Justice League: Infinity #2 has landed, propelling us further into this canon continuation of the celebrated cartoon continuity. This issue sees Superman transported to an alternate Earth, while the JLU deal with reality incursions on the Earth we all know from the animated series.
The cover for this one by Jorge Corona and Mat Lopesis is pretty cool, giving us a grittier, more stylized rendering of the characters, with differing proportions that really set the characters apart.
Diving in, where last issue was narrated by Martian Manhunter, this issue is narrated by none other than our favorite Justice Leaguer, Superman! As nice as it is to get to hear Superman’s thoughts, the narration continues to rub me the wrong way. Having very rarely been a part of the shows, narration just doesn’t feel right in this universe, or with these iterations of these characters.
That being said, one of the best episodes from the entire continuity, “The Late Mr. Kent,” is in fact narrated, but Tim Daly made it work, and the writing captured Superman’s voice better than is done here in my opinion. Some of his dialogue comes off too poetic for me, not to mention at times, preachy, with some very thinly veiled references to modern social issues.
Don’t get me wrong, the things Superman is saying and thinking are good and right, and I’m all for some social commentary, but the show handled such commentary with nuance, subtlety, and tact, whereas this feels rushed, exaggerated, and perhaps a little forced. Maybe this is simply due to the breakneck speed of this comic series, needing to cram as much story in as possible with no breathing room for things like rising action and the like. If that’s the case, I desperately wish the story this creative team is trying to tell could play out over a longer allotted run, so we could get that more nuanced and natural build.
There are some great moments in this issue too however, like Lois getting to participate in some action for the first time since Superman: The Animated Series, J’onn Jonnz getting to flex his superhero muscles, and the appearances of a plethora of Superman villains, some of which, we’re seeing in this universe for the very first time! We also get some great nods and easter eggs harkening back to the amazing shows, some of which provide us some answers to questions we had from last issue!
We find out that the journey Amazo is embarking on is indeed after his appearances in JLU, some of which we get to see depicted in some flashback panels! We learn that the strange dimension in which he’s found himself is called “The Mirrored Room,” which does indeed seem to be connected somehow to alternate realities, as, in some of its mirrors we see the Justice Lord’s universe, as well as an unknown universe where apparently Lex Luthor is Superman.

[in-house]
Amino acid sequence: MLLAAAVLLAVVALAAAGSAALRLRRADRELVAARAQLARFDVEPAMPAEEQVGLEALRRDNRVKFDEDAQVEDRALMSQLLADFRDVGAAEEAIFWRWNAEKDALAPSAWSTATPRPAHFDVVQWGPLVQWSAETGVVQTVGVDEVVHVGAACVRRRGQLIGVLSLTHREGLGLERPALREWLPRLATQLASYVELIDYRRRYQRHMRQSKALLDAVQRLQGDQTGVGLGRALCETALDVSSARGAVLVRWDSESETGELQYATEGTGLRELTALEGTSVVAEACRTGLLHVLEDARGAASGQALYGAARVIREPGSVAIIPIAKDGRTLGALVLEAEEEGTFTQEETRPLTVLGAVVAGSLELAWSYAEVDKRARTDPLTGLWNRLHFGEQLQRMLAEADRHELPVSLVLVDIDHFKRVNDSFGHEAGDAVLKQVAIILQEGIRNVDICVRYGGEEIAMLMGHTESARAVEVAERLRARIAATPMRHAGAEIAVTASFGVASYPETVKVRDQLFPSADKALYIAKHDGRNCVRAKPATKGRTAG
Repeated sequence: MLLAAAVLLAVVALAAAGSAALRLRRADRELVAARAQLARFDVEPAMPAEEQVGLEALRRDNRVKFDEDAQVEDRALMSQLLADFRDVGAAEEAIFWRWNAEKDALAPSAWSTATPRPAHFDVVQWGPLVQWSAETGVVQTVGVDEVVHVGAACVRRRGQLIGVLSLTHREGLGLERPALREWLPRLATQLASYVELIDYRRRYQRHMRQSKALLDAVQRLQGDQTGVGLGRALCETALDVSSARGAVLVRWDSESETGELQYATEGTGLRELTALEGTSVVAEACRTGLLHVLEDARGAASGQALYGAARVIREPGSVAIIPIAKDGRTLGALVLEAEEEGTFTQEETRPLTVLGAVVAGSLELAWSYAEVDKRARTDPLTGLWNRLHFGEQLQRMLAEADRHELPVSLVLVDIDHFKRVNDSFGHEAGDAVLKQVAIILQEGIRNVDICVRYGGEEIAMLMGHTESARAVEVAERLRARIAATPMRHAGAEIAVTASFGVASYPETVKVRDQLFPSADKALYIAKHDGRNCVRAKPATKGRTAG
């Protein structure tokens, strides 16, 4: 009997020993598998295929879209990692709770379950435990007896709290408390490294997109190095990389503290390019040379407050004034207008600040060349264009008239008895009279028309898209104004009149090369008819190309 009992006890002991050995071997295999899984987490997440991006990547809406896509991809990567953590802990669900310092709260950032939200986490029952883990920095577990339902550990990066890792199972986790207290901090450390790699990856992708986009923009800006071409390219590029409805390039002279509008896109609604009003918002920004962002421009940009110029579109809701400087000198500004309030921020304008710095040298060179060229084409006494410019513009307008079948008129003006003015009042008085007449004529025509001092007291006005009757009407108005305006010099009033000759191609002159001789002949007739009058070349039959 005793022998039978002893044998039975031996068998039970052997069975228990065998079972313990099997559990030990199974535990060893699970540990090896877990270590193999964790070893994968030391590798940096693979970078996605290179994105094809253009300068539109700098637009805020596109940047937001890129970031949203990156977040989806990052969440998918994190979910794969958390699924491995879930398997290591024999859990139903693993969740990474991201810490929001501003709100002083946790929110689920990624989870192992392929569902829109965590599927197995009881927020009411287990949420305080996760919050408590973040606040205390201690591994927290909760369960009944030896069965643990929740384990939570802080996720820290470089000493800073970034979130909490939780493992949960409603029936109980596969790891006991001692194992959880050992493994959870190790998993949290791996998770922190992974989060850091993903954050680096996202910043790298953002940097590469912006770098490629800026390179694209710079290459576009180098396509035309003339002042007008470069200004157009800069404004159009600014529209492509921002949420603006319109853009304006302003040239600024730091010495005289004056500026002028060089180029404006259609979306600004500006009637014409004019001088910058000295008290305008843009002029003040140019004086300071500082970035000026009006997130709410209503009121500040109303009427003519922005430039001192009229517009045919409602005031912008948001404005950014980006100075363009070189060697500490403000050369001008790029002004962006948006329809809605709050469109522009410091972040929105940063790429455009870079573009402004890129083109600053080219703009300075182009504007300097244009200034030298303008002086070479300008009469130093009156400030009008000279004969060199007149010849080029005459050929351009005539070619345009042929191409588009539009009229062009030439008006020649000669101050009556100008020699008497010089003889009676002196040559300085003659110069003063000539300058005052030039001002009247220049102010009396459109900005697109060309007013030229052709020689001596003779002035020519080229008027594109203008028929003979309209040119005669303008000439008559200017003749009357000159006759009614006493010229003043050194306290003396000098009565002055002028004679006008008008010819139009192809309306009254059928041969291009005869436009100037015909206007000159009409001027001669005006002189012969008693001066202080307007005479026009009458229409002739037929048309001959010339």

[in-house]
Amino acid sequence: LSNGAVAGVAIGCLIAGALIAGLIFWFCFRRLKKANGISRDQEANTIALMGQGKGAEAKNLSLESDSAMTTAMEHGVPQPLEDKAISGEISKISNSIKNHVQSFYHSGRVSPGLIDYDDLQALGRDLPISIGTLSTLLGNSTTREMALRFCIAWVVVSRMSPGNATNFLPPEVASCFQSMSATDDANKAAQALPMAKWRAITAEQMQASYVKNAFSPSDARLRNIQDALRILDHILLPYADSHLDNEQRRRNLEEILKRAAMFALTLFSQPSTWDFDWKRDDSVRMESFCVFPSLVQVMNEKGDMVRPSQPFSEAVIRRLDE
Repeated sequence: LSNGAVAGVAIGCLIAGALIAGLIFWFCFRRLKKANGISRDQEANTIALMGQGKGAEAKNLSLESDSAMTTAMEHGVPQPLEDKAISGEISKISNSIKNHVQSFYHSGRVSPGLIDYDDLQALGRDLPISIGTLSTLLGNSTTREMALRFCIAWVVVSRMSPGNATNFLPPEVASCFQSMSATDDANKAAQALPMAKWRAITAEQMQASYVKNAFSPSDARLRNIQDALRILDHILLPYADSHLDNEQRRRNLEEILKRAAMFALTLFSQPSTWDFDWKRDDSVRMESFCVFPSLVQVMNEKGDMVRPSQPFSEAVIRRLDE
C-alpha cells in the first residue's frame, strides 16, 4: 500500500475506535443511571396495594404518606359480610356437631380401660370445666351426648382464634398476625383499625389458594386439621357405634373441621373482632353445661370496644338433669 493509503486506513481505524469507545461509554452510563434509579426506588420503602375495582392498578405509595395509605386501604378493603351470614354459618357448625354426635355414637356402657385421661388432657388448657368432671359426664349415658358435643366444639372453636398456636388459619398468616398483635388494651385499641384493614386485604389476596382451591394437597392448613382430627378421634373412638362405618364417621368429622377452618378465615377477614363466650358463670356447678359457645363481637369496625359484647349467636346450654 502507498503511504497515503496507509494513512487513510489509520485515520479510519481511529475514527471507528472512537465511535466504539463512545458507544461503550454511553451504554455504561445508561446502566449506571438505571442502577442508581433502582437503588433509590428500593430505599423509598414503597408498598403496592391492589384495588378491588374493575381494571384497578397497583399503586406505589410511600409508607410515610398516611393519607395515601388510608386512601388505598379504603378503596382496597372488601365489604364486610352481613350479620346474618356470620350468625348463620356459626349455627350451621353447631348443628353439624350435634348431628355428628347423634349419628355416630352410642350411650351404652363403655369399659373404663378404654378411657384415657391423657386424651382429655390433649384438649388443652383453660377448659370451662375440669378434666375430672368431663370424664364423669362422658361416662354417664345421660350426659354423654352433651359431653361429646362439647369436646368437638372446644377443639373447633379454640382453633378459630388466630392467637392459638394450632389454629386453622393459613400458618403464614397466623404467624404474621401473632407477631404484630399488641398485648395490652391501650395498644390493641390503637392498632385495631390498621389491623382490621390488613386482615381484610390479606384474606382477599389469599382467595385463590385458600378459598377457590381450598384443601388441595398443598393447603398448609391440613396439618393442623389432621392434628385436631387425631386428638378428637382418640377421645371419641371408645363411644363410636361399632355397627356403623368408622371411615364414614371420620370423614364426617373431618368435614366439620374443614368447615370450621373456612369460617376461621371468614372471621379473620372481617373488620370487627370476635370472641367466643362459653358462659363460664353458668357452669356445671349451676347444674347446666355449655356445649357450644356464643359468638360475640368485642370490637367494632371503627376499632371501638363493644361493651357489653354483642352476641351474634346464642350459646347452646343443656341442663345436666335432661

We learn that the evil Superman we were left with at the end of the last issue is NOT the same Superman from the Superman: The Animated Series Episode “Brave New Metropolis,” but a variant of him from yet another universe named “Overman.” Lois does acknowledge that this doppelgänger looks identical to the one she met in that episode though. They even invented a dark and tragic backstory for this new character, which I’m sure if depicted on the actual show, would rank right up there with such DCAU greats as Justice Lord Superman, Harley Quinn, or Annie from the Batman episode, “Growing Pains.” (I’m not crying, you’re crying!)
We learn that our Superman and Overman have switched places, with our Superman ending up on an Earth which appears to be an alternate version of “The Savage Time” timeline, something which Superman himself comments on. In “The Savage Time” of course, Vandal Savage usurped Hitler’s throne and defeated the allied powers, winning World War II, and conquering the globe. Only on this Earth, Savage has a Superman at his beck and call, as well as an alternate version of Brainiac, and foot soldiers wearing actual swastikas, (since we’re not on Cartoon Network anymore!)
The Brainiac Superman fights features a design we’ve never seen before in the DCAU, but bears some resemblance to the design featured in the Legion of Superheroes animated series. Superman’s infant rocket also bears a different design. The interior art by Ethen Beavers continues to impress, and evokes the exact feelings we want for the DCAU. It’s incredibly well done, and I look forward to seeing more of Beavers take on this series and these characters.
In the end, Superman meets this Savage Earth’s resistance fighters, boasting members such as Metallo, Doomsday, and General Zod! Doomsday and Metallo are drastically altered from their traditional DCAU appearances, with Doomsday looking a bit like a Doomsday/Clayface hybrid, and Metallo being not only of African descent, but female!
Meanwhile, this is the first ever appearance of General Zod in the DCAU! Previously, Jax-Ur served as the DCAU Zod stand in, even boasting the famous goatee. However, it seems that in this story, Superman KNOWS who Zod is, implying they’ve faced off before in some long lost story in the DCAU we have yet to see! Zod is sporting his classic look from the silver age, and has no goatee. It’s not a bad look, and fits well with the art style, but it’s a drastically different aesthetic from the Kryptonian fashion which has already been established. I’ll let it slide since it’s an alternate Earth, but now I want to see what the main universe Zod looks like.
Justice League: Infinity #2 delivers more of that great DCAU continuity and action we’ve come to love, delivering on the aesthetic and nostalgia the fans of the animated shows have been craving!
Haven’t picked up Justice League: Infinity #2 yet? You can get the standard cover by Jorge Corona and Mat Lopesis here (US).
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